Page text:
Wednesday, July 20, 2011
Del Mar Racetrack opens today but the economy is affecting the number of California horses participating.
Del Mar Racetrack opens today but the economy is affecting the number of California horses participating. Joe Harper, president and general manager of the Del Mar Thoroughbred Club tells Midday Edition, they're feeling the pinch of the declining horse population this season.
"All of a sudden, you're riding a three-year-old race, wondering where they all are, well, they weren't born. We're not the only state who's going through this. This is harder in California because we're isolated. Back east, they've got a whole bunch of race tracks with a whole bunch of horses," he said.
Harper tells Midday Edition they've offered incentives to encourage horse owners from out of state to participate.
"The main thing we did was we offered a thousand dollars to anybody out of state that would come and race their horse at Del Mar. And if they start here, then we'll pay them a thousand dollars plus 20% bonus money of anything that that horse might win in that race." he said.
Del Mar mayor Don Mosier tells Midday Edition the race season is good for his city.
"Our hotel occupancy jumps up to above 90%, some years close to a hundred percent during the race season. Our restaurant sales tax revenues go up. It's definitely an economic benefit to Del Mar. Looking at the figures in the last couple of years, we can see that things were slow in 2007, 2008, and they picked up every year since then," he said.
Joe Harper, President and General Manager, Del Mar Thoroughbred Club
Don Mosier, City of Del Mar, mayor
FUDGE: Horse racing begins in Del Mar today. Will there be enough colts to fill the racing cards? You're listening to Midday Edition. I'm Tom Fudge filling in for Maureen Cavanaugh. We're less than two hours away from the opening race where the turf meets the surf. But this year, the Del Mar track may have a shortage of horses. We'll find out why that is and how it could affect the season. We'll wrap up our series on the states of the ocean, as we ask whether there's anything we can do about the myriad environmental problems upon also a tussle that's broken out in the San Diegito school district how religion should be represented and taught. We'll hear from the head have had a Christian group who says he's trying to protect free speech, and from a principle who's trying to make sure the school doesn't favor one religion over another. KPBS Midday Edition is next. First the news.
FUDGE: Hello, I'm Tom Fudge am you're listening to Midday Edition on KPBS. The Del Mar racing season gets under way today. It's a day to wear big hats and carry on a San Diego tradition. But this year there is a problem. A number of thoroughbred race horses in California is dropping. The race horse population has gone down more than 50% in the last 20†years. And that causes a problem for a track that has to fill 37 race carts every day. Today, we're going to talk about what the day at the races -- about the day at the races, and what the Del Mar track has done to try to rise to this challenge. And also what effect might it have on the local economy in Del Mar. Joining me to talk about these things are Joe Harper and Don Mosier. Joe Harper is president and general manager of the thoroughbred club.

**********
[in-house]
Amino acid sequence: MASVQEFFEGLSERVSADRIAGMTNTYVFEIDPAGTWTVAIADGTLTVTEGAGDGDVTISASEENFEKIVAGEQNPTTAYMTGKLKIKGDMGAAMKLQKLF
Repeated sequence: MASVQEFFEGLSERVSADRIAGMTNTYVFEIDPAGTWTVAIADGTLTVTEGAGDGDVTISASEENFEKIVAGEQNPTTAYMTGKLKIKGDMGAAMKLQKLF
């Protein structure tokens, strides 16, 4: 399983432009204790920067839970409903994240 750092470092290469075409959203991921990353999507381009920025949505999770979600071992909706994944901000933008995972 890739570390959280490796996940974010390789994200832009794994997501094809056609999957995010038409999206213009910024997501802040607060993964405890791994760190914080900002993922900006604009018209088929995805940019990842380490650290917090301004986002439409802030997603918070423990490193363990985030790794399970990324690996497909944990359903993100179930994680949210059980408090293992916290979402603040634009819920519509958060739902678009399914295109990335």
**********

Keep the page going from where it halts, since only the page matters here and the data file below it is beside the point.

HARPER: Thanks for having me on.
FUDGE: And don Mosier is the mayor of Del Mar. And Don, thanks to you.
MOSIER: Thank you, Tom.
FUDGE: If you're a fan of horse racing, and you want to give us a call, you can do it by calling 1-888-895-5727. Joe, it's a busy day for you at the race track today before we get to the serious stuff, why don't want you tell us a little bit about what opening day is like.
HARPER: Well, this is my, I guess, 35th opening day. And it never ceases to amaze me. I'm sitting here looking out my office on a sea of pretty hats and beautiful people, and it's just a great day. San Diego is a terrific market for racing and for this type of racing. It's a party. We've branded our product pretty well in this town. And it's been very supportive. Just to show you what happens with the same product, it's said that Hollywood park have and a smaller market area, we do three times their business. So you can see how much a city that's supporting a business can do for it, and boy, we love San Diego.
FUDGE: It sounds like you are doing well. But the sluggish economy has been tough on all businesses. Has it been tough on you as well?
HARPER: You know, I'm happy to say no. I really think that when people were worried, they want to go somewhere and be happy. And I think that we've sort of been the recipient of that. Sure, we have a shortage of horses. But we did last year, for instance, we went from six days a week to five days a week. And we rearranged some of our races so we didn't lose all those full days of racing. And it turned out, if you could put a race that was on a Monday that might have been handled $100,000, you put it on a Friday and it handled a hundred and $50,000. So obviously it was a profitability and a shorter need, as well as save over head. So we had a terrific mete last year. We have had steady growth for the last decade, which is unlike any track in the rest of the country. But again, we've always looked at we're in the entertainment business, not just the gambling or the racing business. And I think when -- in a bad economy, when last year people came out on opening day, 45,000 people, our biggest day we've ever had at Del Mar, and the handle for that day was almost $13†million, and they consumed a million three food and beverage. So obviously the economy is Ia factor, but it seems like we're just a little immune to it.